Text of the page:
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Constraints and logistical limitations on the presidential pardon explained by Professor Davis

Northeastern News spoke with Professor Martha Davis, Professor of Law, and Women’s, Gender, and Sexuality Studies (WGSS) affiliated faculty, regarding recent reports that President Trump may be investigating his powers of executive pardon – specifically whether he could successfully pardon himself.

Professor Davis is an expert on constitutional law, and confirmed that the Constitution lacks clarity on whether a president can self-pardon – it was an unforeseen situation when the Constitution was written, and the language and scope, regarding presidential pardons, was left vague. However, logistically, a pardon would need to go through the Supreme Court, and not just the executive branch. Concerning this step of the process, Professor Davis said “The president can fashion anything he wants as a pardon, but whether or not it stands up in court is the real question… There’s a strong possibility that the court would find inherent conflict in the act of pardoning oneself that goes against basic principles of limited government and fairness that were primary motivators of the Revolution and the constitution’s drafters.”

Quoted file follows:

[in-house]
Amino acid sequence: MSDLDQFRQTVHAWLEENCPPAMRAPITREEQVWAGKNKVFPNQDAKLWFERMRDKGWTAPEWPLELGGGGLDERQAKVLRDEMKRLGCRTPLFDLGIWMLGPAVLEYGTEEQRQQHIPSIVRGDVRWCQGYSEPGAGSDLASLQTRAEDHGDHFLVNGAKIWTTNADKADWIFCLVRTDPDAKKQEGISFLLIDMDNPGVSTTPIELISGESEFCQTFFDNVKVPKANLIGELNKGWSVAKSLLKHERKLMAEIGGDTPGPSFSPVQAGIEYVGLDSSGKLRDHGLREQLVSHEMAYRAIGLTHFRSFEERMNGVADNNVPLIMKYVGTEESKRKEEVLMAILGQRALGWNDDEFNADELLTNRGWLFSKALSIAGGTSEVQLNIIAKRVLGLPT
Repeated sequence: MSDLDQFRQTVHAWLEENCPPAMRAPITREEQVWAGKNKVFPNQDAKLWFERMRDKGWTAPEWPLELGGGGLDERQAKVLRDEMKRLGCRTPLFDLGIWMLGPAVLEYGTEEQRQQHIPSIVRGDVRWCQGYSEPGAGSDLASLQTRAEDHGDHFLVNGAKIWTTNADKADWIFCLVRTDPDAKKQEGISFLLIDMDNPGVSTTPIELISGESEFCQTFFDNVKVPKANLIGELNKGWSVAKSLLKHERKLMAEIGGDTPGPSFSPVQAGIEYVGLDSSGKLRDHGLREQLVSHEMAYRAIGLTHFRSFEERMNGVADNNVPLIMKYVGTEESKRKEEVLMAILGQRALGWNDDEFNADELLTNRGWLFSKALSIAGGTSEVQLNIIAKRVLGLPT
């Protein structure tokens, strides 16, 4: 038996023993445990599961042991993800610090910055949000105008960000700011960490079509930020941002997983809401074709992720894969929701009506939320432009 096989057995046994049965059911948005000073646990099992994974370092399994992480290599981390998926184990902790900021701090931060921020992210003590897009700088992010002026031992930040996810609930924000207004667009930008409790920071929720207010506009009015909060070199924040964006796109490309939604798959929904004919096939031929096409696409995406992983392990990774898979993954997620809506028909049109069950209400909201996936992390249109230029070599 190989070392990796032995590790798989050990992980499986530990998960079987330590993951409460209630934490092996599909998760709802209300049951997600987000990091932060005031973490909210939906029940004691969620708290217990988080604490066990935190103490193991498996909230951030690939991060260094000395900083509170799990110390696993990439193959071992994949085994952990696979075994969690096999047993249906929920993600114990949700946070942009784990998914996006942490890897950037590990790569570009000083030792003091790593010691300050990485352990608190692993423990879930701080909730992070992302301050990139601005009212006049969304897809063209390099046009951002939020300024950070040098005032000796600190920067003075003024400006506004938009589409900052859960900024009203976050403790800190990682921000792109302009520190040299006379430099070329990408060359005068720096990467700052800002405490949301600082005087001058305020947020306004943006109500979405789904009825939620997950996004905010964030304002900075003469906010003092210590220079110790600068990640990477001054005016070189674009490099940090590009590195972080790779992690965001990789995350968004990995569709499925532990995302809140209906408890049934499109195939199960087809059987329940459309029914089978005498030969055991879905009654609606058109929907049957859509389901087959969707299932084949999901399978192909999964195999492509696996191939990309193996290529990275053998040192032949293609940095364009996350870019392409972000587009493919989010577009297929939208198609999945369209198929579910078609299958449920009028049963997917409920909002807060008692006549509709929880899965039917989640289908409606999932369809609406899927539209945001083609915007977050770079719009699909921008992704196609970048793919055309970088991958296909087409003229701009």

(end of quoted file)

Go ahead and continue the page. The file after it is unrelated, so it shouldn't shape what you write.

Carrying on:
Read the full article, including Professor Davis’s thoughts on a possible workaround President Trump could attempt, here.

Published On: July 27, 2017 |
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